ODU started the season losing six of their first seven games, but have since won four in a row. A victory on Saturday would almost certainly propel the Monarchs into their first bowl game since 2016.
Young was a freshman in a red shirt on that 2016 team and has fond memories of ODU’s visit to the Bahamas Bowl. He said he would like to go back to a bowl, but he doesn’t look forward to what might happen after Saturday.
“If we don’t beat Charlotte, we’re not going anywhere,” he said. “Charlotte has a good team and we are just focusing on winning the next game.”
Young comes from a family of footballers. His father lived in Temple with Todd Bowles, the former Washington Redskins star who won Super Bowl titles as a player, coach and administrator. He is the defensive coordinator for the Tampa Bay Buccaneers.
He said he spoke often with Bowles, who remains a close family friend, as well as Arizona Cardinals coach Bruce Arians, who coached his father at Temple.
“It’s so great to have that connection,” Young said. “When I’m going through a tough time or need advice, it’s good to know that I can call them.
“It’s also great to know that I have my dad. He knows so much about football.”
As are his younger brothers, Avery and Aaron, who play at Rutgers University. His younger brother, Aaron, is a sophomore half-athlete. Avery is a junior red shirt defensive back who has 226 tackles, two interceptions and 24 defensive assists over his four seasons.
As the children grew older their football and basketball games were legendary in the neighborhood.
“We played every sport imaginable,” Young said. He said he gave his father old family videos, which he transferred to a USB drive, on Father’s Day so that his father could cherish the memories of his sons.
“I just looked at those old tapes,” he said. “We were running around the epaulet house in a Philadelphia Eagles costume. We were playing football, we were playing basketball.
“We’ve never been bored. My brothers, they’re such a blessing. Not everyone has that kind of relationship with their brothers. I love these guys.”
There are often conflicts between Rutgers and the ODU games and there is a major conflict on Saturday. It’s Seniors Day for ODU, Young’s final regular season game as a monarch. But Avery also celebrates his day as a senior when Rutgers hosts Maryland.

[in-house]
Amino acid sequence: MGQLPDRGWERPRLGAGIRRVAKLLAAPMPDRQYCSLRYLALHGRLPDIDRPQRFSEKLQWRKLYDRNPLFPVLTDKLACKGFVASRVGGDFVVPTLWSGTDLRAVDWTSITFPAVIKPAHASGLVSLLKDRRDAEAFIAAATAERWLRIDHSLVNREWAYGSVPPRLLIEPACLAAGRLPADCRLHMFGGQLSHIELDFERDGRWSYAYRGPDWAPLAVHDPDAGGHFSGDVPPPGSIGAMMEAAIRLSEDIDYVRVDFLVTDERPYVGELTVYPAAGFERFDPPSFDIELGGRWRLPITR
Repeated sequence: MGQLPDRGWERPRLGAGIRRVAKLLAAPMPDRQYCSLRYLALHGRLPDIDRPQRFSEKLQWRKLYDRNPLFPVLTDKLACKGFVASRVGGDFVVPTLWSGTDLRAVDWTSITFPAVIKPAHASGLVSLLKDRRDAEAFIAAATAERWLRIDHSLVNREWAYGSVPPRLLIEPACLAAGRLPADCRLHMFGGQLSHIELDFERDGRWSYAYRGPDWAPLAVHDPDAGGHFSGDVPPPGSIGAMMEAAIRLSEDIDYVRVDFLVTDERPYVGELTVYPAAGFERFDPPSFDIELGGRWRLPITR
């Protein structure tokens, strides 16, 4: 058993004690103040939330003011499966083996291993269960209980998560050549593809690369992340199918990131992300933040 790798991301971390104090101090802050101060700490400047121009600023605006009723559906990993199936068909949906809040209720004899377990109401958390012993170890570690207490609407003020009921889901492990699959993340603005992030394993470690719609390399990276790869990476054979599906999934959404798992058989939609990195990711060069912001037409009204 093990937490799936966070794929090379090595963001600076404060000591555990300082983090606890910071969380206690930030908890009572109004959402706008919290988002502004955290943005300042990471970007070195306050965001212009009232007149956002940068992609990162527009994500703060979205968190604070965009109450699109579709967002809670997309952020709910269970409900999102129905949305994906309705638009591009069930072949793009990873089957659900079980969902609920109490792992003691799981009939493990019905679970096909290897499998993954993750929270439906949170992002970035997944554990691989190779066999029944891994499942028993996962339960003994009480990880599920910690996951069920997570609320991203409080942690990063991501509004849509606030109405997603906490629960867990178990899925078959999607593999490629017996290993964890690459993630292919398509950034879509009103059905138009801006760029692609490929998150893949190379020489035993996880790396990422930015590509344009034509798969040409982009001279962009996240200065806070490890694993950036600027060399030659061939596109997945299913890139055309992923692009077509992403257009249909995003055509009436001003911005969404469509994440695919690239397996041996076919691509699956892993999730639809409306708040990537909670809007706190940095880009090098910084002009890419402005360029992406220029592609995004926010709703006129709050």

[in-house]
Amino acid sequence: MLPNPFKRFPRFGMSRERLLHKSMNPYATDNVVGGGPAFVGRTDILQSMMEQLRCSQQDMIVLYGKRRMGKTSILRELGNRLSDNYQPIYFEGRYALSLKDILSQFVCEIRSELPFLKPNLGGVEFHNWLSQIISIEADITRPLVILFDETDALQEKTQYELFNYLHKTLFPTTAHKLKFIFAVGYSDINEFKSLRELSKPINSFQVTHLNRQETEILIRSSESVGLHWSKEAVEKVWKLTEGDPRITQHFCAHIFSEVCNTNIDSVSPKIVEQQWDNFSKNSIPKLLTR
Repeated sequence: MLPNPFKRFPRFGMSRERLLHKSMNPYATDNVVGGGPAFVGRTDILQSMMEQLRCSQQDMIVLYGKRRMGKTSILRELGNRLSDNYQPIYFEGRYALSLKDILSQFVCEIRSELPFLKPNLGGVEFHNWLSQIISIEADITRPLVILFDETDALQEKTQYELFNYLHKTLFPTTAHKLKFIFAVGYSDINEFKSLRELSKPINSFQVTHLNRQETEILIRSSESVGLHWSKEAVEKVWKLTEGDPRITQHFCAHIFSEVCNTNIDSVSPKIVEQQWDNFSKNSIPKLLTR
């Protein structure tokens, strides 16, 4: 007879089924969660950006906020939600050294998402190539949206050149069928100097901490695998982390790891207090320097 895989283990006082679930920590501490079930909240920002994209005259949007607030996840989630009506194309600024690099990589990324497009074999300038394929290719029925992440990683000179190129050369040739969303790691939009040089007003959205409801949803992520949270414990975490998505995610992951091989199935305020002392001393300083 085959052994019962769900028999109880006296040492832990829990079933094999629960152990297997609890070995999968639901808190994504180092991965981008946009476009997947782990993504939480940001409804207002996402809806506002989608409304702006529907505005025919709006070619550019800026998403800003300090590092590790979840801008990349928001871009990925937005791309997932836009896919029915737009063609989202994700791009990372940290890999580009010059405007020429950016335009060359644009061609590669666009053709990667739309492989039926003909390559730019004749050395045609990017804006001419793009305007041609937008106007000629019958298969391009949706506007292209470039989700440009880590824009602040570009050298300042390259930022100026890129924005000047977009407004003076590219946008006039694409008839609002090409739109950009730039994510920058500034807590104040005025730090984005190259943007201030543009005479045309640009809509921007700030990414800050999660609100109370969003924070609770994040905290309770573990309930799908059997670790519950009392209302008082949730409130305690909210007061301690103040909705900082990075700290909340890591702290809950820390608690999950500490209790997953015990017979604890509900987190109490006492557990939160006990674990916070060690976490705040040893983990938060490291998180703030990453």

This means his mum and dad will be in different locations on Saturday – his mum will be in Norfolk waiting for him on the pitch when the senior ceremonies take place at 1:30 p.m. His father will be in Piscataway, New Jersey, with his brother.
“Honestly, it didn’t strike me that this was my last home game,” Young said. “I guess it will hit me when I walk the field.
“I’m not looking beyond this game. I try to enjoy every minute I have with my teammates. I’ve been here six years and I know it’s a long time. But in some ways, the time just flown by. “
Young said he and his brother would likely return to Pennsylvania once the season is over to start preparing for the NFL Draft.
“Every NFL scout is asking about him,” Seiler said. “I know that is part of Jordan’s goals.
“He has the pedigree and family ties to Todd Bowles and Bruce Arians. He will have his opportunity and I know he will be prepared.”
Young said that whatever happens on Saturday he is proud of what he and his teammates have accomplished in 2020 and 2021 under Rahne.
“I kind of wanted to help lay the groundwork for what their staff wanted to do and what their vision was,” Young said.
“We have restored what ODU can be when we win, when the community, the fans support us.
“It shows what ODU can be in the future. I am excited about the future of this program.
“I’m just glad I was a part of it.”
Minium worked at the Virginian-Pilot for 39 years before coming to ODU to cover athletics for odusports.com Follow him on Twitter @Harry_MiniumODU, Instagram @ hbminium1 or email [email protected]